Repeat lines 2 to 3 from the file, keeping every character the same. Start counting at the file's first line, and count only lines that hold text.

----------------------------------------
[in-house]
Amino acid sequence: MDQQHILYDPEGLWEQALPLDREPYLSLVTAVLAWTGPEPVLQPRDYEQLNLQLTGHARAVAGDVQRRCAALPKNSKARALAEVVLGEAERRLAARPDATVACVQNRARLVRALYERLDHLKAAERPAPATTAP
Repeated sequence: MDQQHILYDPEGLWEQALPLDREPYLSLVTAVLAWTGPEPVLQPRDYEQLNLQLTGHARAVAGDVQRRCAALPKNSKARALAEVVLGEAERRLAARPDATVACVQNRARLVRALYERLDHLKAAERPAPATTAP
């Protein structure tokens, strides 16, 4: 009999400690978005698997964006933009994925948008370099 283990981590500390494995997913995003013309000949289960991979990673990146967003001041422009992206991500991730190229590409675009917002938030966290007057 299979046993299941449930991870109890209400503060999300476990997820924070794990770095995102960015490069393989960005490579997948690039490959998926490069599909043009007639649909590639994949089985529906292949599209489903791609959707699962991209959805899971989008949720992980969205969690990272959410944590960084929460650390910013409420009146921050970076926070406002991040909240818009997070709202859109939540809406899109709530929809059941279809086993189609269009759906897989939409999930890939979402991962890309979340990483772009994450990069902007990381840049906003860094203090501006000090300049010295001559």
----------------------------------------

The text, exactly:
Amino acid sequence: MDQQHILYDPEGLWEQALPLDREPYLSLVTAVLAWTGPEPVLQPRDYEQLNLQLTGHARAVAGDVQRRCAALPKNSKARALAEVVLGEAERRLAARPDATVACVQNRARLVRALYERLDHLKAAERPAPATTAP
Repeated sequence: MDQQHILYDPEGLWEQALPLDREPYLSLVTAVLAWTGPEPVLQPRDYEQLNLQLTGHARAVAGDVQRRCAALPKNSKARALAEVVLGEAERRLAARPDATVACVQNRARLVRALYERLDHLKAAERPAPATTAP